I’ve posted recently on the strategic empathy workshop I attended under the auspices of the Johns Hopkins School of Advanced International Studies (SAIS). A further personal connection with the subject of empathy occurred recently when I purchased a book called You’re Not Listening: What You’re Missing and Why It Matters by Kate Murphy. I’d seen some notices for the book, most recently a favorable review in the London TLS, and I found a copy at the Strand bookstore on Broadway in Manhattan.
There are a couple of reasons why I added this book to a growing collection of “pending,” unread books. In fact, I pushed this book to the head of the line, ahead of various military and historical works, a couple of novels and a book on writing a novel. You’re Not Listening first caught my eye because, at least in my own family circle, I have the reputation of a terrible listener. I’ve had various excuses for this. When talking to my wife, I used to invoke the “men are from Mars, women are from Venus” clause: the idea that men use language to communicate information while women talk to cement relationships. This excuse got fairly threadbare, and it was always a bit of a dodge. I’ve also told people that if I’ve been reading it might take me several seconds (at least) to attend to whatever they are saying. This excuse has some legitimacy, except that I’m a poor listener even when I haven’t been reading! I’ve sometimes thought to myself that well, I’m such an intellectual fellow with a lot of things going on in my mind, pardon me if I’m not that interested in observations about the weather, etc. However, my inattentiveness has caused me to miss out on some important conversations, and I have the exasperating habit of asking about something that I was told just minutes before.
All of his adds up to the conclusion that I need help with listening. Another reason I broke down and bought the book was my participation in the empathy workshop. Listening is obviously a requirement for the practice of empathy. Reading may be practice for empathy. Reading may open us up to empathy with a certain group, for example, but for empathy with a live, present person, listening is most often needed. The word “empathy” has several citations in the index of You’re Not Listening, and as a concept it comes up often under different names. Murphy interviews many people in the book, most with professional expertise in listening, whether in foreign affairs, politics, sales, hiring, polling, or focus groups (which appear to be an endangered species thanks in part to big data, a regrettable loss to Murphy and her experts).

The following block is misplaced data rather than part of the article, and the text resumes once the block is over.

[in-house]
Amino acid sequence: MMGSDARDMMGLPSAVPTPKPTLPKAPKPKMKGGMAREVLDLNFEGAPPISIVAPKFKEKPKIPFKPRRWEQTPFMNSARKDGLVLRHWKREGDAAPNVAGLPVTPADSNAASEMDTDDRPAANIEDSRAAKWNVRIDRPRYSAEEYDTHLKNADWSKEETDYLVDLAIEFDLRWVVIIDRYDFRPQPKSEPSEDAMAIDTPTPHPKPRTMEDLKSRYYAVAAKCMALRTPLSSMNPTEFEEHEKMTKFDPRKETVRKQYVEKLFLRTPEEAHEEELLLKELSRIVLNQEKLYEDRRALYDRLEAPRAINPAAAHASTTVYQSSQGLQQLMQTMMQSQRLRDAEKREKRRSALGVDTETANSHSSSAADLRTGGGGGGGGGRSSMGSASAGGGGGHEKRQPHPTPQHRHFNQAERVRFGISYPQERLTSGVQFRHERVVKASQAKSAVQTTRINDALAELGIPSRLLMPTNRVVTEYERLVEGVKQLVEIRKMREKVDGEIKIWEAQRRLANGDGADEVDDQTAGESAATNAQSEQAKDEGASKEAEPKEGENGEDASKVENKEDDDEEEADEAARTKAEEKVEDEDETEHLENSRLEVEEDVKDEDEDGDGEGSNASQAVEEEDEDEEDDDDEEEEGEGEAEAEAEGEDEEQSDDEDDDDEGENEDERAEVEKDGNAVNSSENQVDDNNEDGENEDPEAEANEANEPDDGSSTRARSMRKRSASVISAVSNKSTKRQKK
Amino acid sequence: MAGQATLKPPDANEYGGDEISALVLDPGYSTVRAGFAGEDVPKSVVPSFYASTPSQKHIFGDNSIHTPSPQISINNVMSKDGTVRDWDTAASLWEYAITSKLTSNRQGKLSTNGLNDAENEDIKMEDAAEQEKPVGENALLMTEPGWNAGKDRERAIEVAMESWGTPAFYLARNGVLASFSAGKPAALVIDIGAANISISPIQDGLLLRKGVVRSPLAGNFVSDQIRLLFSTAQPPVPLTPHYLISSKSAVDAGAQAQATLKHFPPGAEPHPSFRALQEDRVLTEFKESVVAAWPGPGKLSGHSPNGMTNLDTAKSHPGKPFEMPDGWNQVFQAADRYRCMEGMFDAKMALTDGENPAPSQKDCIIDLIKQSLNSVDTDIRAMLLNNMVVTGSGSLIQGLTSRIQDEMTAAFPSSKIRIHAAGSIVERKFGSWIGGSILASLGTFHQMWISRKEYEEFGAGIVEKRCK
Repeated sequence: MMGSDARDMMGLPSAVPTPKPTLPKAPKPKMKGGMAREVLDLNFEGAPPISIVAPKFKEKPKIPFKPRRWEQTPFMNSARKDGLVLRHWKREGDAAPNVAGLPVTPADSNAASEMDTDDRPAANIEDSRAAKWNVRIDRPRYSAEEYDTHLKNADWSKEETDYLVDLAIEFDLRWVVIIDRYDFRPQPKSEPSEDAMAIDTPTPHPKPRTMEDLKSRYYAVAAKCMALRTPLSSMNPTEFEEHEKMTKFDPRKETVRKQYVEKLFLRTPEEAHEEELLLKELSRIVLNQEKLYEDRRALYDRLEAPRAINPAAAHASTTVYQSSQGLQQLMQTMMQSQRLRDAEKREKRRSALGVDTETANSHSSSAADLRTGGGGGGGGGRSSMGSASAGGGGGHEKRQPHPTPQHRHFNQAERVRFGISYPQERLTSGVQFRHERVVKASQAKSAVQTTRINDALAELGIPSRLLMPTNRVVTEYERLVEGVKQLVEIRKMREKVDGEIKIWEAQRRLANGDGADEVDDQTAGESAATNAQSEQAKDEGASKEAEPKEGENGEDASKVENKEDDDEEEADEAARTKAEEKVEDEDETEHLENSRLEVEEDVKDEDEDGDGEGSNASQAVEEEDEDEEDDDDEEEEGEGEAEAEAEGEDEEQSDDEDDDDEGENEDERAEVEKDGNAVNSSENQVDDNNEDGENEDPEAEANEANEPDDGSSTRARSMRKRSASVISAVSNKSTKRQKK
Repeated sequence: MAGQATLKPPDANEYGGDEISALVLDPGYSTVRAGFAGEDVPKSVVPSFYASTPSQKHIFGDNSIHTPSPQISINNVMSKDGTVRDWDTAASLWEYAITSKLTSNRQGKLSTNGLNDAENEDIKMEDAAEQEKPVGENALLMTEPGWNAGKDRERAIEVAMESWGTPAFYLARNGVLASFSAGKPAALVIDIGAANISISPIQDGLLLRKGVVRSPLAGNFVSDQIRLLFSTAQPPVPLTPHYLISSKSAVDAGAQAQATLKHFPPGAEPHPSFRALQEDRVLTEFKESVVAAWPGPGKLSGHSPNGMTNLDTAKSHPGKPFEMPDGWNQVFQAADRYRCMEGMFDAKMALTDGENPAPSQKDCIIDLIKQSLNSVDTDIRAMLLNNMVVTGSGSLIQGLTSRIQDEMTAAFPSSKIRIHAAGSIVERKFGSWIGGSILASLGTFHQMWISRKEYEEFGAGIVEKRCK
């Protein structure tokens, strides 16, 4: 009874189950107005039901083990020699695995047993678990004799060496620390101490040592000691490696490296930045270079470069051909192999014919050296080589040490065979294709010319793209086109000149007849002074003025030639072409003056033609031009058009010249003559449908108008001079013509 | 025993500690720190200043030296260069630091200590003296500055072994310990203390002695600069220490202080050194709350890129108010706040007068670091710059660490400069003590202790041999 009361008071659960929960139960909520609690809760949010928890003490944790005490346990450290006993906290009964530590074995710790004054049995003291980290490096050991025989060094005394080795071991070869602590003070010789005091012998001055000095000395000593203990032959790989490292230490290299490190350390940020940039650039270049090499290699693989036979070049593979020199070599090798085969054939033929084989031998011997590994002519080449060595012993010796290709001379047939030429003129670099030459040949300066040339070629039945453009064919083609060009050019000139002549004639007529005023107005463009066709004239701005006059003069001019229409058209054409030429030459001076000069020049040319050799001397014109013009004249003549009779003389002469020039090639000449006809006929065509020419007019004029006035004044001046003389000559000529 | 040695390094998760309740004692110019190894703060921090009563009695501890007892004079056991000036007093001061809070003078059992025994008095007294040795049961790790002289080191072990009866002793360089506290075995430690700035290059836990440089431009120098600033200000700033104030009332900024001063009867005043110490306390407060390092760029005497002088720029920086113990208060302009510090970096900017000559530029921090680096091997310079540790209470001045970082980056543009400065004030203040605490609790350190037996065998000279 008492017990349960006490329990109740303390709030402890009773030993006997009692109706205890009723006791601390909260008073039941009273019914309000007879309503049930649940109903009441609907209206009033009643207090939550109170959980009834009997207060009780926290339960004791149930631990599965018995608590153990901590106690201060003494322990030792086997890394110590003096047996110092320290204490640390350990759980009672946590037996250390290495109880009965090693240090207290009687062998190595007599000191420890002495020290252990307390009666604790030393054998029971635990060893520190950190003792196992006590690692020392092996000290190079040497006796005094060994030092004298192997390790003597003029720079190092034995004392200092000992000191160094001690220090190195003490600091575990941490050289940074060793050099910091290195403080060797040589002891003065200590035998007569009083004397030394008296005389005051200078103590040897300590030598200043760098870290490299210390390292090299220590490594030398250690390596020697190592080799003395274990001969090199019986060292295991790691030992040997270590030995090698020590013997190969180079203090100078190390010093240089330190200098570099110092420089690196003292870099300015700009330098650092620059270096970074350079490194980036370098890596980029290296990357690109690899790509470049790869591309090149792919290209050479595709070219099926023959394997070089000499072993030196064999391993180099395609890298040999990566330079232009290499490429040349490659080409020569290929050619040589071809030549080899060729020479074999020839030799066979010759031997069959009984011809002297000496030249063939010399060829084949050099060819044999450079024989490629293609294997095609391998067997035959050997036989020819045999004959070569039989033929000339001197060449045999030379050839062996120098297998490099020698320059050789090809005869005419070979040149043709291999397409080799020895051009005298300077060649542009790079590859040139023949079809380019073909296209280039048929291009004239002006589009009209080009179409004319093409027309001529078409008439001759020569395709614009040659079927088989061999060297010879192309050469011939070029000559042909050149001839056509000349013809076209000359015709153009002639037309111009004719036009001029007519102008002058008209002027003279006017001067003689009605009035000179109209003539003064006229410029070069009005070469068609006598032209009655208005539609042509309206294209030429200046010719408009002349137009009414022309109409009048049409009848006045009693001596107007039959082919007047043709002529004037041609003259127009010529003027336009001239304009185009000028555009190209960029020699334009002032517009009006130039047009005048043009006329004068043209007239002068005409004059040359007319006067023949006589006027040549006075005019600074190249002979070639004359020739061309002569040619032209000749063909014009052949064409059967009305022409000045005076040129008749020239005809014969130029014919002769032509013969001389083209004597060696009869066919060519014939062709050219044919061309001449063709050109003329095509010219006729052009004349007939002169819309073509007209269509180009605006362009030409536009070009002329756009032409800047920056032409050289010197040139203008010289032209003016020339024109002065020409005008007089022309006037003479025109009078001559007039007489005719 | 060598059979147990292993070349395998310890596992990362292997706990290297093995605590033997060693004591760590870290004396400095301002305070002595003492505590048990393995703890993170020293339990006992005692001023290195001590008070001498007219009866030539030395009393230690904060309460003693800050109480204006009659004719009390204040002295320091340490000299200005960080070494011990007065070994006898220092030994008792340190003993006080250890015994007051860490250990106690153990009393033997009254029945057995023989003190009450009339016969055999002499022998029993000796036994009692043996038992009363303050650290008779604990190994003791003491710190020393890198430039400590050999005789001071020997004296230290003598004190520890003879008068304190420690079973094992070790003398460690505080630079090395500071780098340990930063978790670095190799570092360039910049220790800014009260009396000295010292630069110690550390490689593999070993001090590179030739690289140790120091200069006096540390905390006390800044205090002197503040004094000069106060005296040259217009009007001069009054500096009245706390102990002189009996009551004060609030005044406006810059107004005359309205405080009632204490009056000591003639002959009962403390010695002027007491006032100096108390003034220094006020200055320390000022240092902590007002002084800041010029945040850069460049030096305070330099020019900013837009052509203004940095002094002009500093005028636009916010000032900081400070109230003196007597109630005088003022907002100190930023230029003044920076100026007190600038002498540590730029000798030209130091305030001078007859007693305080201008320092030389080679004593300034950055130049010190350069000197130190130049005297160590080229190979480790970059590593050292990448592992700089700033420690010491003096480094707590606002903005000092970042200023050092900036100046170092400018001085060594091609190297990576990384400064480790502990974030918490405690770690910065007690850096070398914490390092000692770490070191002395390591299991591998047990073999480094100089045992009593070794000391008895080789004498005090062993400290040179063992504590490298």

Finally, the easing of the pandemic and of the restrictions on gatherings it necessitated is seeing us all get out and among others more than we have in months. I don’t think I realized how hungry I was for ordinary socializing and casual human contact until I began to tentatively renew these practices. I suspect many must feel this way. We are all a bit out of practice, but I think we also find that we may want more than a return to the sometimes perfunctory and uninvolved conversations of the pre-pandemic world. We’ve had a reminder of how precious is contact with others, that it is not to be taken for granted, that time is short, maybe shorter than we think. We have a lot of catching up to do.
I’m about halfway through You’re Not Listening. When I’m done, I plan to post again on some of the key points in the book and maybe raise some issues for further discussion. I think it would make a good book club, workplace, family or community book.
Next: More on You’re Not Listening